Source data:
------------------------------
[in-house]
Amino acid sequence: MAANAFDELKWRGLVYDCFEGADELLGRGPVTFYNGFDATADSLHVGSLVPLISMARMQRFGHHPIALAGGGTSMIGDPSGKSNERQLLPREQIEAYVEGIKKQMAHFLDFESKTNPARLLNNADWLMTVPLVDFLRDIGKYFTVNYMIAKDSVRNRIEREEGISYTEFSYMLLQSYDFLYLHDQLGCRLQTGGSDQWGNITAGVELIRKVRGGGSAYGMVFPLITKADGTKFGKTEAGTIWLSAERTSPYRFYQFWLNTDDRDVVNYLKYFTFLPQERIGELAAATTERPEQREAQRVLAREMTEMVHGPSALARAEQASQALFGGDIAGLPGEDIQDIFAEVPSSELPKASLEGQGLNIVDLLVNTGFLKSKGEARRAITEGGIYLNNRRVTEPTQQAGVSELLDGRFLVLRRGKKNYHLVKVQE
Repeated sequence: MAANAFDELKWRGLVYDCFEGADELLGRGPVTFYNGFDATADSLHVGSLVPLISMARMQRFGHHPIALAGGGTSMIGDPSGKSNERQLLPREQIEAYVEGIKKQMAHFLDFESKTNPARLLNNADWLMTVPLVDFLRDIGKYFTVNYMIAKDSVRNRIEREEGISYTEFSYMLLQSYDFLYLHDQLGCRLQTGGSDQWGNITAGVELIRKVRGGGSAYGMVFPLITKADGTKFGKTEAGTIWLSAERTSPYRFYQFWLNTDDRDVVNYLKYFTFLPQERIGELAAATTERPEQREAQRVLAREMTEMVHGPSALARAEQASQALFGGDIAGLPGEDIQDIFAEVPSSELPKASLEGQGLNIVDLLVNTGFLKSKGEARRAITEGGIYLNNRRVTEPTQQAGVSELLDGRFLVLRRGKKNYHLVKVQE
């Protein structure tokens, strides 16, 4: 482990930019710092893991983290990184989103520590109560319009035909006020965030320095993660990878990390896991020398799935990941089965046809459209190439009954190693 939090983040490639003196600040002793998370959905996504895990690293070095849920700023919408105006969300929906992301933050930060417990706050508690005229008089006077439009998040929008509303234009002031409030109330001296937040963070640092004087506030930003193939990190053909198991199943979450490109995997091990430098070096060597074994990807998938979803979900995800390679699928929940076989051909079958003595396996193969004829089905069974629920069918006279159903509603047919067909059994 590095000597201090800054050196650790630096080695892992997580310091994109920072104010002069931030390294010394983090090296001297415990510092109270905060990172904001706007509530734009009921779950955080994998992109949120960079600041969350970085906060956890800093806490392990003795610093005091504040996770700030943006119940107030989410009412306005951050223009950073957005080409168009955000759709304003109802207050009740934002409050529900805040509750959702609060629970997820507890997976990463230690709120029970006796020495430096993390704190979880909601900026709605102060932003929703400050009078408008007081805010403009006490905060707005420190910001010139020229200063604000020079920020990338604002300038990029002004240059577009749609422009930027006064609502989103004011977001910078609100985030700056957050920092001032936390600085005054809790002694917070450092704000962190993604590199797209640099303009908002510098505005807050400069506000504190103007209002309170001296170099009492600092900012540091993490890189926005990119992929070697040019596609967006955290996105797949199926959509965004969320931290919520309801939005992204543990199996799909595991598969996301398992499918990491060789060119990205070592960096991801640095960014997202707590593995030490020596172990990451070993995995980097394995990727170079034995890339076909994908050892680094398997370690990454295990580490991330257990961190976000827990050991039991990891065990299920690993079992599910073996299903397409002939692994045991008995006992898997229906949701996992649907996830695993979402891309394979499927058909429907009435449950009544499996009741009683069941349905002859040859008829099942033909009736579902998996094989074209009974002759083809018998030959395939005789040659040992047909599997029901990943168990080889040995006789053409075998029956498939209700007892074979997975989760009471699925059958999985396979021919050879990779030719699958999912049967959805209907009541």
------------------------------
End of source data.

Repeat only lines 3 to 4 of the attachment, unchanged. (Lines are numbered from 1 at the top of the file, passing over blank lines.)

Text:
Repeated sequence: MAANAFDELKWRGLVYDCFEGADELLGRGPVTFYNGFDATADSLHVGSLVPLISMARMQRFGHHPIALAGGGTSMIGDPSGKSNERQLLPREQIEAYVEGIKKQMAHFLDFESKTNPARLLNNADWLMTVPLVDFLRDIGKYFTVNYMIAKDSVRNRIEREEGISYTEFSYMLLQSYDFLYLHDQLGCRLQTGGSDQWGNITAGVELIRKVRGGGSAYGMVFPLITKADGTKFGKTEAGTIWLSAERTSPYRFYQFWLNTDDRDVVNYLKYFTFLPQERIGELAAATTERPEQREAQRVLAREMTEMVHGPSALARAEQASQALFGGDIAGLPGEDIQDIFAEVPSSELPKASLEGQGLNIVDLLVNTGFLKSKGEARRAITEGGIYLNNRRVTEPTQQAGVSELLDGRFLVLRRGKKNYHLVKVQE
């Protein structure tokens, strides 16, 4: 482990930019710092893991983290990184989103520590109560319009035909006020965030320095993660990878990390896991020398799935990941089965046809459209190439009954190693 939090983040490639003196600040002793998370959905996504895990690293070095849920700023919408105006969300929906992301933050930060417990706050508690005229008089006077439009998040929008509303234009002031409030109330001296937040963070640092004087506030930003193939990190053909198991199943979450490109995997091990430098070096060597074994990807998938979803979900995800390679699928929940076989051909079958003595396996193969004829089905069974629920069918006279159903509603047919067909059994 590095000597201090800054050196650790630096080695892992997580310091994109920072104010002069931030390294010394983090090296001297415990510092109270905060990172904001706007509530734009009921779950955080994998992109949120960079600041969350970085906060956890800093806490392990003795610093005091504040996770700030943006119940107030989410009412306005951050223009950073957005080409168009955000759709304003109802207050009740934002409050529900805040509750959702609060629970997820507890997976990463230690709120029970006796020495430096993390704190979880909601900026709605102060932003929703400050009078408008007081805010403009006490905060707005420190910001010139020229200063604000020079920020990338604002300038990029002004240059577009749609422009930027006064609502989103004011977001910078609100985030700056957050920092001032936390600085005054809790002694917070450092704000962190993604590199797209640099303009908002510098505005807050400069506000504190103007209002309170001296170099009492600092900012540091993490890189926005990119992929070697040019596609967006955290996105797949199926959509965004969320931290919520309801939005992204543990199996799909595991598969996301398992499918990491060789060119990205070592960096991801640095960014997202707590593995030490020596172990990451070993995995980097394995990727170079034995890339076909994908050892680094398997370690990454295990580490991330257990961190976000827990050991039991990891065990299920690993079992599910073996299903397409002939692994045991008995006992898997229906949701996992649907996830695993979402891309394979499927058909429907009435449950009544499996009741009683069941349905002859040859008829099942033909009736579902998996094989074209009974002759083809018998030959395939005789040659040992047909599997029901990943168990080889040995006789053409075998029956498939209700007892074979997975989760009471699925059958999985396979021919050879990779030719699958999912049967959805209907009541």